A male can achieve the same result without necessarily killing step-children. He can enforce a period of prolonged courtship before he copulates with a female, driving away all other males who approach her, and preventing her from escaping. In this way he can wait and see whether she is harbouring any little step-children in her womb, and desert her if so. We shall see below a reason why a female might want a long ‘engagement’ period before copulation. Here we have a reason why a male might want one too. Provided he can isolate her from all contact with other males, it helps to avoid being the unwitting benefactor of another male’s children.

Assuming then that a deserted female cannot fool a new male into adopting her child, what else can she do? Much may depend on how old the child is. If it is only just conceived, it is true that she has invested the whole of one egg in it and perhaps more, but it may still pay her to abort it and find a new mate as quickly as possible. In these circumstances it would be to the mutual advantage both of her and of the potential new husband that she should abort — since we are assuming she has no hope of fooling him into adopting the child. This could explain why the Bruce effect works from the female’s point of view.

Another option open to a deserted female is to stick it out, and try and rear the child on her own. This will especially pay her if the child is already quite old. The older he is the more has already been invested in him, and the less it will take out of her to finish the job of rearing him. Even if he is still quite young, it might yet pay her to try to salvage something from her initial investment, even if she has to work twice as hard to feed the child, now that the male has gone. It is no comfort to her that the child contains half the male’s genes too, and that she could spite him by abandoning it. There is no point in spite for its own sake. The child carries half her genes, and the dilemma is now hers alone.

Paradoxically, a reasonable policy for a female who is in danger of being deserted might be to walk out on the male before he walks out on her. This could pay her, even if she has already invested more in the child than the male has. The unpleasant truth is that in some circumstances an advantage accrues to the partner who deserts first, whether it is the father or the mother. As Trivers puts it, the partner who is left behind is placed in a cruel bind. It is a rather horrible but very subtle argument. A parent may be expected to desert, the moment it is possible for him or her to say the following: ‘This child is now far enough developed that either of us could finish off rearing it on our own. Therefore it would pay me to desert now, provided I could be sure my partner would not desert as well. If I did desert now, my partner would do whatever is best for her/his genes. He/she would be forced into making a more drastic decision than I am making now, because I would have already left. My partner would “know” that if he/she left as well, the child would surely die. Therefore, assuming that my partner will take the decision that is best for his/her own selfish genes, I conclude that my own best course of action is to desert first. This is especially so, since my partner may be “thinking” along exactly the same lines, and may seize the initiative at any minute by deserting me!’ As always, the subjective soliloquy is intended for illustration only. The point is that genes for deserting first could be favourably selected simply because genes for deserting second would not be.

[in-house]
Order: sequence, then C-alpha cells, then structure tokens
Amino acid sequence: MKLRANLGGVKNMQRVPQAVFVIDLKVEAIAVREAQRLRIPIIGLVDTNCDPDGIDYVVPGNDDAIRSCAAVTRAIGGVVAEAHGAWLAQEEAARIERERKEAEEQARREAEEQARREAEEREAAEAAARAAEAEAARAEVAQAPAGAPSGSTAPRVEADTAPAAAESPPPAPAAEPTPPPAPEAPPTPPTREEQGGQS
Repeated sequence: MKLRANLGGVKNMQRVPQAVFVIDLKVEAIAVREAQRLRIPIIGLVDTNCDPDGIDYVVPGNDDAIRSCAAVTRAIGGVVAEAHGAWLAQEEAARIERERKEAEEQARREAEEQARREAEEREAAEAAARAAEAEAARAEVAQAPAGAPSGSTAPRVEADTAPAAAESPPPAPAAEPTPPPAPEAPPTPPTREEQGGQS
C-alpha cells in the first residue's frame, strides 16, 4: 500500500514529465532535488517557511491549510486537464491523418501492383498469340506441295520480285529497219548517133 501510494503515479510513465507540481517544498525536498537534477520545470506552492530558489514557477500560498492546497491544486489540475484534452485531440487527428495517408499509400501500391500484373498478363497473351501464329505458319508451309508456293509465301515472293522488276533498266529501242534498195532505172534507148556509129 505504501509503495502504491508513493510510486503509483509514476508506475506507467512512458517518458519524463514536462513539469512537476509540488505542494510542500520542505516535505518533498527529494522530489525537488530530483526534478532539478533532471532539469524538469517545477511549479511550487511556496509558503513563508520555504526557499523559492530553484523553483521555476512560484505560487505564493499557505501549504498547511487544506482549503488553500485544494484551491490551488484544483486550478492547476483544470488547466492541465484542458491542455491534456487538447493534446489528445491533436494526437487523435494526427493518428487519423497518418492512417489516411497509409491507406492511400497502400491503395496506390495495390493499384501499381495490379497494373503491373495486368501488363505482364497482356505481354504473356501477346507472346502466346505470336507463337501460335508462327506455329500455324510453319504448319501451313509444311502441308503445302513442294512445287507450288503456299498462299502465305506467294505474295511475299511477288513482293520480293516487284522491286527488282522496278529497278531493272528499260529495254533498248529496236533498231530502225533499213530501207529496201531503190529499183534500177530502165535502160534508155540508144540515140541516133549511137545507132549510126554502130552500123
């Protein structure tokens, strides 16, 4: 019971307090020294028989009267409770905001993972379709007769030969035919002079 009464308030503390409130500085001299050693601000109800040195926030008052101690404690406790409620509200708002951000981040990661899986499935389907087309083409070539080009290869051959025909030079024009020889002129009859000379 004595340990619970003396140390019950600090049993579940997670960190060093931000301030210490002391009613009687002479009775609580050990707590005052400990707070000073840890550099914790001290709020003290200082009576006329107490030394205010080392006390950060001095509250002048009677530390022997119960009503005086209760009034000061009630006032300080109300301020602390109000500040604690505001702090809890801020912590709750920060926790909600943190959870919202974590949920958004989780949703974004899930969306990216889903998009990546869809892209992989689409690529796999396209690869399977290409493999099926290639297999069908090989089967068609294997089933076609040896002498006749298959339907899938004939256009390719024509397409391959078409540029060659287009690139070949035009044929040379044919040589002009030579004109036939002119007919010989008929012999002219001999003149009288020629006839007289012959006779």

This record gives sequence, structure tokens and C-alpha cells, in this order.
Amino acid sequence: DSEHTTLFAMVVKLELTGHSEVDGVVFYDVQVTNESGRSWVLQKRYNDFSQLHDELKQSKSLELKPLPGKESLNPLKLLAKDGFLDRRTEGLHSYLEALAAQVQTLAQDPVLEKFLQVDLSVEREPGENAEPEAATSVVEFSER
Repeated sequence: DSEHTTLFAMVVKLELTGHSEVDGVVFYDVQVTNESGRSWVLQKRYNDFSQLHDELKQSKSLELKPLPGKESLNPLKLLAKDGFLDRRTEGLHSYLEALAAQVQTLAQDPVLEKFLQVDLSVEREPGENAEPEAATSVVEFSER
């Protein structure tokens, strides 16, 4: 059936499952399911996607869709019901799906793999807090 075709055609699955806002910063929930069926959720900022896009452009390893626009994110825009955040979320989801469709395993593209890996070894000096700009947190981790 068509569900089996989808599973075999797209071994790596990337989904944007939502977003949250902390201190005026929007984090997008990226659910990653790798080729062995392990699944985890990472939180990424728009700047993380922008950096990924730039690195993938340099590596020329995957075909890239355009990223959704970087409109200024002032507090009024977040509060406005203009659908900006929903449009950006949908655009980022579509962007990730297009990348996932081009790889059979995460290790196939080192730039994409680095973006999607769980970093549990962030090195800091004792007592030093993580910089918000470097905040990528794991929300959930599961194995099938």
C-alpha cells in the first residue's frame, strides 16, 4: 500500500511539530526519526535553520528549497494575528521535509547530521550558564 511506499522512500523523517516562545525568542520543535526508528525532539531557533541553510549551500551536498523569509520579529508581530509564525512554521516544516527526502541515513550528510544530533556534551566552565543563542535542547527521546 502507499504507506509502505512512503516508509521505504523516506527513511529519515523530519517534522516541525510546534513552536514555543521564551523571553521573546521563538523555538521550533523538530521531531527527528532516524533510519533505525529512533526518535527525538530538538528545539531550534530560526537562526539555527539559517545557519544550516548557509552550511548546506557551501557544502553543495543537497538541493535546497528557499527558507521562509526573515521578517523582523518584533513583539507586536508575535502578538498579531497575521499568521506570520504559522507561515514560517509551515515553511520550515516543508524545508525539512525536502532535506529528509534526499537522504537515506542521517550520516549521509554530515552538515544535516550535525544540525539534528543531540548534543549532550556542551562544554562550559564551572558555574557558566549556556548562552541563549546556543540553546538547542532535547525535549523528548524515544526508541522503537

We have looked at some of the things that a female might do if she has been deserted by her mate. But these all have the air of making the best of a bad job. Is there anything a female can do to reduce the extent to which her mate exploits her in the first place? She has a strong card in her hand. She can refuse to copulate. She is in demand, in a seller’s market. This is because she brings the dowry of a large, nutritious egg. A male who successfully copulates gains a valuable food reserve for his offspring. The female is potentially in a position to drive a hard bargain before she copulates. Once she has copulated she has played her ace — her egg has been committed to the male. It is all very well to talk about driving hard bargains, but we know very well it is not really like that. Is there any realistic way in which something equivalent to driving a hard bargain could evolve by natural selection? I shall consider two main possibilities, called the domestic-bliss strategy, and the he-man strategy.

The simplest version of the domestic-bliss strategy is this. The female looks the males over, and tries to spot signs of fidelity and domesticity in advance. There is bound to be variation in the population of males in their predisposition to be faithful husbands. If females could recognize such qualities in advance, they could benefit themselves by choosing males possessing them. One way for a female to do this is to play hard to get for a long time, to be coy. Any male who is not patient enough to wait until the female eventually consents to copulate is not likely to be a good bet as a faithful husband. By insisting on a long engagement period, a female weeds out casual suitors, and only finally copulates with a male who has proved his qualities of fidelity and perseverance in advance. Feminine coyness is in fact very common among animals, and so are prolonged courtship or engagement periods. As we have already seen, a long engagement can also benefit a male where there is a danger of his being duped into caring for another male’s child.